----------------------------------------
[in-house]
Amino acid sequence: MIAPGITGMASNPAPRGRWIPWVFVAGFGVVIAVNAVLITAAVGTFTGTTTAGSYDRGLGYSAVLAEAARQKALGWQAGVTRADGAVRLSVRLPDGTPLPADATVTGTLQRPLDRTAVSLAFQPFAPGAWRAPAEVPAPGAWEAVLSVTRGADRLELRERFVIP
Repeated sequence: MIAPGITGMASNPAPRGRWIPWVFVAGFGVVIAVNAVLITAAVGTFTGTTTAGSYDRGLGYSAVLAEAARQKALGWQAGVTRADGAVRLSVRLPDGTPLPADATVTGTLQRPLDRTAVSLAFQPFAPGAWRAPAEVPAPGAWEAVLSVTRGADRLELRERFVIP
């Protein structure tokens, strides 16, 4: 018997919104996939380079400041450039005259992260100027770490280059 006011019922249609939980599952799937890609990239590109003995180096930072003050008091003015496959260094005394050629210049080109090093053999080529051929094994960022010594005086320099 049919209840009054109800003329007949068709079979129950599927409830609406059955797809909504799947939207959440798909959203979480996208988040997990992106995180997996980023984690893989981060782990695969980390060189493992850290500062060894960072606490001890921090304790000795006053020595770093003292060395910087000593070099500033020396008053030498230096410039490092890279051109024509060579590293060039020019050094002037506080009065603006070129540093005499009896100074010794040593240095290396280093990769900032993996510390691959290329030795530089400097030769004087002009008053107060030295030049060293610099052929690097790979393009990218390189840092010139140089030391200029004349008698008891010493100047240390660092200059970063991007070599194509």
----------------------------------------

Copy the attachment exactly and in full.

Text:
[in-house]
Amino acid sequence: MIAPGITGMASNPAPRGRWIPWVFVAGFGVVIAVNAVLITAAVGTFTGTTTAGSYDRGLGYSAVLAEAARQKALGWQAGVTRADGAVRLSVRLPDGTPLPADATVTGTLQRPLDRTAVSLAFQPFAPGAWRAPAEVPAPGAWEAVLSVTRGADRLELRERFVIP
Repeated sequence: MIAPGITGMASNPAPRGRWIPWVFVAGFGVVIAVNAVLITAAVGTFTGTTTAGSYDRGLGYSAVLAEAARQKALGWQAGVTRADGAVRLSVRLPDGTPLPADATVTGTLQRPLDRTAVSLAFQPFAPGAWRAPAEVPAPGAWEAVLSVTRGADRLELRERFVIP
């Protein structure tokens, strides 16, 4: 018997919104996939380079400041450039005259992260100027770490280059 006011019922249609939980599952799937890609990239590109003995180096930072003050008091003015496959260094005394050629210049080109090093053999080529051929094994960022010594005086320099 049919209840009054109800003329007949068709079979129950599927409830609406059955797809909504799947939207959440798909959203979480996208988040997990992106995180997996980023984690893989981060782990695969980390060189493992850290500062060894960072606490001890921090304790000795006053020595770093003292060395910087000593070099500033020396008053030498230096410039490092890279051109024509060579590293060039020019050094002037506080009065603006070129540093005499009896100074010794040593240095290396280093990769900032993996510390691959290329030795530089400097030769004087002009008053107060030295030049060293610099052929690097790979393009990218390189840092010139140089030391200029004349008698008891010493100047240390660092200059970063991007070599194509």